Examining Good Vegetable Gardens

John S. veggie garden, originally uploaded by espeedy123.

The first of four big feature stories about backyard veggie gardens I wrote for The Dallas Morning News ran on Friday. It describes the garden of John Spyropoulos. He owns the popular Greenville avenue restaurant John’s Cafe.

Of the four gardens chosen for publication, this one produces the most. John told me at the peak of the season he harvests 40 pounds of tomatoes every few days. Also, I thought the tomatoes and other produce he offered me from his garden tasted the best of those all the gardeners who offered.

So what’s his secret? It was harder than I anticipated to pinpoint what made each garden so successful. Here are a few thoughts…

  • High level of time and attention. His routine includes watering every morning around 4 a.m. before he goes to the cafe. Consistency must be good.
  • Plant hardy varietals. He buys mostly plain old tomato plants from Home Depot. Celebrity, Porter, the regular heat-loving ones that work better than heirlooms. I am swearing off heirlooms until I have more success with regular tomatoes.
  • Bird netting. Yes, he covers his entire garden with it.
  • Eggshells. He tills leftover ones from the cafe into the soil twice a year. He goes through around 1,600 eggs a week so there are plenty. I may try to find a place to get some to throw in my pile.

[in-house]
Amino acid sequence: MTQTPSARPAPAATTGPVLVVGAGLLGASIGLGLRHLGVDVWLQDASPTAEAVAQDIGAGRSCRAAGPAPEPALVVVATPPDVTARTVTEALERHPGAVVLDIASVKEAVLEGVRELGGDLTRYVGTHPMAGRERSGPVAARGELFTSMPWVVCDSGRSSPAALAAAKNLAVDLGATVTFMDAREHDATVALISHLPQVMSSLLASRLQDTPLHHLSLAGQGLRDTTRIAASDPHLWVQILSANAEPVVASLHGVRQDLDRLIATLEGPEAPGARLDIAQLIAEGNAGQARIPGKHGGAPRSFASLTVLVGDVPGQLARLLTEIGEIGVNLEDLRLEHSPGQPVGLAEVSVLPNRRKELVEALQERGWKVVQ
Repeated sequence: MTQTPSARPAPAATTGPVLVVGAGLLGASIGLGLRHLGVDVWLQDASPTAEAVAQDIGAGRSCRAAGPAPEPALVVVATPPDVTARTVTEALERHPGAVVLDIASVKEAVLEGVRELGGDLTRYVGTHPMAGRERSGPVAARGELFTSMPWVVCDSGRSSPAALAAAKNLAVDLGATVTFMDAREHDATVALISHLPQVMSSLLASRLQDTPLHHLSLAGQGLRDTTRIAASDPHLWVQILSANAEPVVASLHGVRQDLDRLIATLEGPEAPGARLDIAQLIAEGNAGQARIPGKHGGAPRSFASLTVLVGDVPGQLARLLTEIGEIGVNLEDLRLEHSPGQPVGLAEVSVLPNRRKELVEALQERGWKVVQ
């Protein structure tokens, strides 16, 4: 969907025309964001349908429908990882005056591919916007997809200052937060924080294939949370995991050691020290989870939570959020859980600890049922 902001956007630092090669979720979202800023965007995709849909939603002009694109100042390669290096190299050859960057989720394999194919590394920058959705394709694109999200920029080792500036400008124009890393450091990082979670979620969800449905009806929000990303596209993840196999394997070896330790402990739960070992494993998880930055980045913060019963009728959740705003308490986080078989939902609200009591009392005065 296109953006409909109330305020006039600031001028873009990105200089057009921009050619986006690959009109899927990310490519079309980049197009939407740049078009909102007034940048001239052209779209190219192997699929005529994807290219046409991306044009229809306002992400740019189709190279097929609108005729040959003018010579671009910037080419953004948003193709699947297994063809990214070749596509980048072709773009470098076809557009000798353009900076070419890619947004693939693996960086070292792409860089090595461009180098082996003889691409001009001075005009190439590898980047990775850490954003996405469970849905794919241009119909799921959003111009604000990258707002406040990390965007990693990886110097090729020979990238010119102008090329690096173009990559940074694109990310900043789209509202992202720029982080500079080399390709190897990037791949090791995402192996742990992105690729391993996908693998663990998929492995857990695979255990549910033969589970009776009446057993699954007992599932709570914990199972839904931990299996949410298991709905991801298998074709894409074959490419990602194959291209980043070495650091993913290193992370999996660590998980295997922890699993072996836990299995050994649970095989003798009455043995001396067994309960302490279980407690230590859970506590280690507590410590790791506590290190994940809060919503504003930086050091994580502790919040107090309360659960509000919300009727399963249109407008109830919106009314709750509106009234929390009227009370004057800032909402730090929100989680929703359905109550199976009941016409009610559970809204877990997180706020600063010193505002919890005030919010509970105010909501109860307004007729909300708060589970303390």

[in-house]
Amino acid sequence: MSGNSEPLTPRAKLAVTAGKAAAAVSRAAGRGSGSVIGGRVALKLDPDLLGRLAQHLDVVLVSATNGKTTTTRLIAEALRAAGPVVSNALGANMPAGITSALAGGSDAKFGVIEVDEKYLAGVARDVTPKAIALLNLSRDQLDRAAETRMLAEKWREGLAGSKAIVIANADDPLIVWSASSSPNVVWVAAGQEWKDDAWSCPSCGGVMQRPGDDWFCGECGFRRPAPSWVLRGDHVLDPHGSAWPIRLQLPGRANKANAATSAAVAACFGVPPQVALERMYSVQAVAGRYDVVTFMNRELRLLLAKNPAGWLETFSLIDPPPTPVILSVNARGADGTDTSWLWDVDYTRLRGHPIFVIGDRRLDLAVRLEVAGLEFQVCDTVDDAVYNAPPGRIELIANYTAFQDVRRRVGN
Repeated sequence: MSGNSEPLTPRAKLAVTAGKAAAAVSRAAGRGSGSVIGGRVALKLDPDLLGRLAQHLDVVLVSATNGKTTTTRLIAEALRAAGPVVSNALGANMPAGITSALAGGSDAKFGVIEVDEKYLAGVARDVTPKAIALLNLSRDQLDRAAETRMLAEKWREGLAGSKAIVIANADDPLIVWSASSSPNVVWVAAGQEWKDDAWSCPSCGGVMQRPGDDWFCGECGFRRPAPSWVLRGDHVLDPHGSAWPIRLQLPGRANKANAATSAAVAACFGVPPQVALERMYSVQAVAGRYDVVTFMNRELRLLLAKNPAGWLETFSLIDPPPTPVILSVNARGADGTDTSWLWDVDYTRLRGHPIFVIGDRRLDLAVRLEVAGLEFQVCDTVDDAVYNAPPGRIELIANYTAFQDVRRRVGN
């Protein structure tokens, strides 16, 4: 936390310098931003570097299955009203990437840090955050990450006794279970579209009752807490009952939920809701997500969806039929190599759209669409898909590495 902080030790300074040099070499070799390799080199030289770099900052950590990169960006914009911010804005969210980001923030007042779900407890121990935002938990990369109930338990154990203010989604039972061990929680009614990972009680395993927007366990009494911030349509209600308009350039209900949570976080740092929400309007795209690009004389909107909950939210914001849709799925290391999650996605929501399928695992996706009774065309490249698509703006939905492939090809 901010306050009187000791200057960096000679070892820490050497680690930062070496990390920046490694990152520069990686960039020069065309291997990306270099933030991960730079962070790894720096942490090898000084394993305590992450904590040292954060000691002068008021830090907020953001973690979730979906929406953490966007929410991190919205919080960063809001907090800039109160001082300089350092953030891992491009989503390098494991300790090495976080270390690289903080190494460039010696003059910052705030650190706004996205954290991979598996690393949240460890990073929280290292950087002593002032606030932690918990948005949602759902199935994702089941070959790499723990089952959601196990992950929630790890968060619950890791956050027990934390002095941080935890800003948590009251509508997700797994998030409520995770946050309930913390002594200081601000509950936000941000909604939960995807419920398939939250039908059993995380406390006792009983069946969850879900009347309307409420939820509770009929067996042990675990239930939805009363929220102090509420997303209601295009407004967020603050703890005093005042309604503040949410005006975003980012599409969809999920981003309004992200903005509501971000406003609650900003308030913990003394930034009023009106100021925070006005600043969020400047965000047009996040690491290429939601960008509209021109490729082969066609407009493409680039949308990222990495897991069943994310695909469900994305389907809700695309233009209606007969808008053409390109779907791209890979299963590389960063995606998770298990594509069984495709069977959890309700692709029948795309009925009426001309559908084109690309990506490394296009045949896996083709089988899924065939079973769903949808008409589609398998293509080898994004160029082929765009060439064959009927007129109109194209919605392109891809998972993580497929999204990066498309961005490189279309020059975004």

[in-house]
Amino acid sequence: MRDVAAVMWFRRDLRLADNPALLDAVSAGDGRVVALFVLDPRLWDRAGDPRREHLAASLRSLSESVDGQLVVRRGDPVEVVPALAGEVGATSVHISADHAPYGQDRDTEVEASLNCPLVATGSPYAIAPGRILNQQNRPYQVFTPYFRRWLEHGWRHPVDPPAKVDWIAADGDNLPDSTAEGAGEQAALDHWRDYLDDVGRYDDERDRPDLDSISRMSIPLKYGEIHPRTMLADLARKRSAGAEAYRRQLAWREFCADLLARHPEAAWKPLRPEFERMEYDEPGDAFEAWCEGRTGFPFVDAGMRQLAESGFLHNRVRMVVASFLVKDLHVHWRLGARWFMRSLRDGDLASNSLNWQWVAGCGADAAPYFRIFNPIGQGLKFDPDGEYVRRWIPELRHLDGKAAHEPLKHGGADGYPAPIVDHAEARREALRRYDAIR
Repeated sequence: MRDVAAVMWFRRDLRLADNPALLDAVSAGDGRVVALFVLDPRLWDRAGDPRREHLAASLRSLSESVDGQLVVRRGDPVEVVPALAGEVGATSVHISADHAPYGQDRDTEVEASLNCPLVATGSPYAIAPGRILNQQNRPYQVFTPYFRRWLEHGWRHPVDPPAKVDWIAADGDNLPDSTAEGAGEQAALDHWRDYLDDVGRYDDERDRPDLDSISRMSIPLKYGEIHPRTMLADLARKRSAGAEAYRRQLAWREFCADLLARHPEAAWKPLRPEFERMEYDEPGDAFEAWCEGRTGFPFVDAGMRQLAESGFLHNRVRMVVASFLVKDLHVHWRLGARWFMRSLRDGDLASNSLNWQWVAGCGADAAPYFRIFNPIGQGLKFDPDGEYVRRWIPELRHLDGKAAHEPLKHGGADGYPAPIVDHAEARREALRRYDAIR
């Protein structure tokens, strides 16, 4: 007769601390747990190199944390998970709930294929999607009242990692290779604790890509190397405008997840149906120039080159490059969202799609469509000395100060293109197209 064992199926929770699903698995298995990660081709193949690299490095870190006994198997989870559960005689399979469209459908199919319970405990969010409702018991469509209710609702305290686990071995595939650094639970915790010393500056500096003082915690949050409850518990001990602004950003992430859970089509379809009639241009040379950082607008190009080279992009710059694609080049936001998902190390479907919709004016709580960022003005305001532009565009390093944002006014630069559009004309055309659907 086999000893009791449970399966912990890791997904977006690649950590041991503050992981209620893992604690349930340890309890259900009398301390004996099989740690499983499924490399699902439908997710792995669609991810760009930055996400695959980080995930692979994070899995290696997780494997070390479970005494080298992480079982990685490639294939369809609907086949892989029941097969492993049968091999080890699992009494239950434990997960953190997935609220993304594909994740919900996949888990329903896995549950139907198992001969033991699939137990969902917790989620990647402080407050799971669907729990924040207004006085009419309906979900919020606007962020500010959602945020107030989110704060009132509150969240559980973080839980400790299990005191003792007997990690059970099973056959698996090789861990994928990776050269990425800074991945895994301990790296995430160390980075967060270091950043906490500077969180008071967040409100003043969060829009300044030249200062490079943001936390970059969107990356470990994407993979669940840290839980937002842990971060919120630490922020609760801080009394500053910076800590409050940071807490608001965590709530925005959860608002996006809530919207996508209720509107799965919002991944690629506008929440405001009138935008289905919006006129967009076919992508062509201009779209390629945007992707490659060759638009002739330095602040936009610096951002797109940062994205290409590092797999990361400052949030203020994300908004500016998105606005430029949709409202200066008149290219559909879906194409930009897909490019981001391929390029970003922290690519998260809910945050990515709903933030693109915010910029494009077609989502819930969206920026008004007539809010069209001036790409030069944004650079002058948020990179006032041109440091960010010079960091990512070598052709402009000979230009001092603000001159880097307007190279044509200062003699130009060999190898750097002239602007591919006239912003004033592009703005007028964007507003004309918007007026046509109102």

If you have questions about this plot I am happy to answer, just comment!

Be sure to buy a paper next Friday, or just check back at this blog, for a link to the next veggie garden feature. It’s about a side yard garden that has raised beds and rain tanks!

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6 responses to “Examining Good Vegetable Gardens

  1. Sounds like tomatoes are his pride and joy. Did he grow any other veggies that seemed extraordinary to you? Are you planning on using any of his tips in your raised bed?

  2. I’d have to agree that the bird netting and the eggshells seem like they would probably help. Birds and squirrels have been hell on my tomatoes, so I’m going to try netting next year.

    I’m guessing that the egg shells work sort of like vermiculite in the Square Foot Garden dirt recipe. They loosen up the soil and keep it nice and aerated.

  3. I thought heirlooms were hardy and heat tollerant and all that. But I guess heat tolerance is a reason for hybrids. Is there a taste difference between home grown hybrids and heirlooms?

  4. Is his garden just for home, or does he use this in his cafe? I am sure it was in the article, but I could not find it. Did you shoot the video?

  5. He mainly uses the veggies at home, but when he has excess, he takes them to the cafe.

    Regarding heirlooms, they are tastier but more difficult to grow and typically have lower yields. There may be ones that work better in north Texas that I have yet to find.

  6. Buy bird netting and 100’s of other bird control products that work at http://www.AbsoluteBirdControl.com

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